So if that was to be the case there was only one way to do the job: Round everyone up, send them to reeducation camps, and free them on a strictly limited basis over a lengthy span of time. Malefactors wouldn’t need to be rounded up, because everyone would already be corralled together. We merely wouldn’t ever release them. And we’d do it as humanely as possible rather than hire low-rent trash who’d sexually humiliate our war prisoners while their friends photographed it.
Given use of our ample indoctrination methods such as subliminal television programming and psy-ops techniques, one scarcely need use physical torture. The slave who doesn’t know he’s a slave is the most loyal of them all.
The first thing unloaded from Navy amphibians those years ago should not have been anti-mine gear but television antennae. Get the fanatics sitting on the divan, and they’ll forget all about Dervishing their way through a column of troops. Eventually most of the populace could have their thinking reordered for them. Certainly we could have picked up some trollop off the street and transformed her into the next Middle Eastern Snooki.
My colleagues were incredulous. Why, the public would never stand for such an outrageous policy.
I agreed. I had not said what we could do, merely what we should do to be successful. War is a despicable business, but if engaged it must be won.
Quickly the conversation moved away from my incendiary suggestion. In politics there are realities which cannot be spoken even in private. Some topics are off the table even in the backroom.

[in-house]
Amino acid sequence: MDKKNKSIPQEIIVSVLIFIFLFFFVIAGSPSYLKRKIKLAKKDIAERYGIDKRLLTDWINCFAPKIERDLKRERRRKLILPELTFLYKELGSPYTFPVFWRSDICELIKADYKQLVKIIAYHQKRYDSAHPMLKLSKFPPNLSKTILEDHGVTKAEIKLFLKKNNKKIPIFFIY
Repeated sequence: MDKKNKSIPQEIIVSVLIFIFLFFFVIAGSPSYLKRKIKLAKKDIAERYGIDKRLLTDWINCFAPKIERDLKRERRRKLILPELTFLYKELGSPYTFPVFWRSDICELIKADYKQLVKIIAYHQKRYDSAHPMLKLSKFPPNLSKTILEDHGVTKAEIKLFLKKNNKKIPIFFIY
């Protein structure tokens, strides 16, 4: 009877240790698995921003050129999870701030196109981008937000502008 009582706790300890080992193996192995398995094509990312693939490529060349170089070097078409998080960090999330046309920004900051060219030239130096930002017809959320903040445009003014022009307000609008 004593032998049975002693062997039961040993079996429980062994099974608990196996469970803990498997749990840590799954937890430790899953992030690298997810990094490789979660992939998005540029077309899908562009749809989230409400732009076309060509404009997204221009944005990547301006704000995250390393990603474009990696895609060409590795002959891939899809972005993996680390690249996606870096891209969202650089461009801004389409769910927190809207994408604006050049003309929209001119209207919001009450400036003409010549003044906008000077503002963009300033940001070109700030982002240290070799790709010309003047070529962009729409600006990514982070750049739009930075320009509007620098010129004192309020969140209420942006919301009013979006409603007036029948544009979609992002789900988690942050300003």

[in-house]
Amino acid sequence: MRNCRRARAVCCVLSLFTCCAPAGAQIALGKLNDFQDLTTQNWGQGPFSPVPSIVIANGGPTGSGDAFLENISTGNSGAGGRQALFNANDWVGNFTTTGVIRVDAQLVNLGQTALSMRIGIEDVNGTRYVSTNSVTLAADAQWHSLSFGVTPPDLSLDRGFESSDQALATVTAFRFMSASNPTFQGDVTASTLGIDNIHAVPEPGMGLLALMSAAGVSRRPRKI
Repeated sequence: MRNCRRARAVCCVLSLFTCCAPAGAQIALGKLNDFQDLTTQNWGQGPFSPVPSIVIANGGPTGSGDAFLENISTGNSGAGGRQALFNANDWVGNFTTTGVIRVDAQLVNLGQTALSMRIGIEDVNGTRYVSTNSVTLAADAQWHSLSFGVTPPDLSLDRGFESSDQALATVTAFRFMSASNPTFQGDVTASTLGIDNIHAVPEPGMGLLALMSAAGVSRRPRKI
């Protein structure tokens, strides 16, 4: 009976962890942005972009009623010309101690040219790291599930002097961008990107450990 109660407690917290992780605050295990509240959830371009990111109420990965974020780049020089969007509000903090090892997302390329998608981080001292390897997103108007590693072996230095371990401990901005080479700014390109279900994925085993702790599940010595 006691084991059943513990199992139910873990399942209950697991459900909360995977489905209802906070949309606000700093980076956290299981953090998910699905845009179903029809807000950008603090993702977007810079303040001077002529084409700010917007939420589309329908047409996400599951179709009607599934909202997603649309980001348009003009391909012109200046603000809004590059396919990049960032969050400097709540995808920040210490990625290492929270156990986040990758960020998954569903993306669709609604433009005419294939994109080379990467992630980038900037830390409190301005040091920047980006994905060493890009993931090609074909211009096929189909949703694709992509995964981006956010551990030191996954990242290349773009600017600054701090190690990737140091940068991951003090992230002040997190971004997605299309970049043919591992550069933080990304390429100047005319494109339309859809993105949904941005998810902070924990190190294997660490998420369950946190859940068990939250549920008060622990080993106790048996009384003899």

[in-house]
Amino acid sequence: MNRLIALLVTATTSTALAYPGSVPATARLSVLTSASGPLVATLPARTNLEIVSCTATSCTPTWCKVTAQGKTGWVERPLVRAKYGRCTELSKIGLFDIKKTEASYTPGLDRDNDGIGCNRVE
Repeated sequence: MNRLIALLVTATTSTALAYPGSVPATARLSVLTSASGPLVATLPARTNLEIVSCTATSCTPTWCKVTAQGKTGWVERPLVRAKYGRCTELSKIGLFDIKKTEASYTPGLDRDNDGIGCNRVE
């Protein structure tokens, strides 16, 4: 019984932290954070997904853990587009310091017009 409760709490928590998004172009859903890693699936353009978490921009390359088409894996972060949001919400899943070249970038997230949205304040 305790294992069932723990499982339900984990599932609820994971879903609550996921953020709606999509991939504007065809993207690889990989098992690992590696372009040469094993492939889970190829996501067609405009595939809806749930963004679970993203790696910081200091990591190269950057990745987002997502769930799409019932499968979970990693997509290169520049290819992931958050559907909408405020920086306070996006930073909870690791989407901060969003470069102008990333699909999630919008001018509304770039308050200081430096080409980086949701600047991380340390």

As it is, we didn’t do any of those things. No detention camps, no mass indoctrination, no nothing. Nothing but bombing, big and small. And all that did was leave several types of holes.
What do we have now in either Afghanistan or Iraq? A few new “embassies” waiting to be bombed. A few hundred thousand of our own people with severe psychological trauma and trained to use high-powered artillery. A few million more enemies than when we arrived.
The whole thing is cracking at the seams as the troops begin to crack themselves. Who can blame them? I deplore the killing of 16 allegedly innocent people. But I’ve read of massive “collateral damage” that makes 16 seem insignificant. I’ve seen reliable reports of intentional slaughter with trophy-taking. That’s by us, the “good guys.”
I wonder at the stresses of the common soldier on his third or fourth tour, his home being foreclosed upon, friends killed before his eyes, and in the midst of a throng of natives for whom he has risked his life but who scream at him that he’s a murderer. Perhaps such soldiers think to themselves, “So I am sacrificing everything to help you, and I’m still a ‘murderer’? As I have nothing left to lose, perhaps I’ll show you how a real murderer behaves.” Unlike most, I won’t judge him for what aloof politicians forced upon his psyche.
We’ve wasted over ten years trying to give higher principles of governance to people who can’t even read. They largely have no idea why we are there. Their lifestyle, despite its electricity and other accoutrements, is a prehistoric one. Half-measures were never going to work with them.
We ought to have avoided the entire swath of backward people, or we ought to have gone all in to dominate them and used soft-authoritarian measures to pacify them into submission. We did neither.
Americans are now bored from these wars with nothing to show for them. Had we been willing to go Boering from the very beginning we might have spent that money and time on creating something worthwhile. Or at least something compliant and innocuous.
Such a merciless proposal may seem ridiculous. But far more ludicrous is the path we wound up pursuing.
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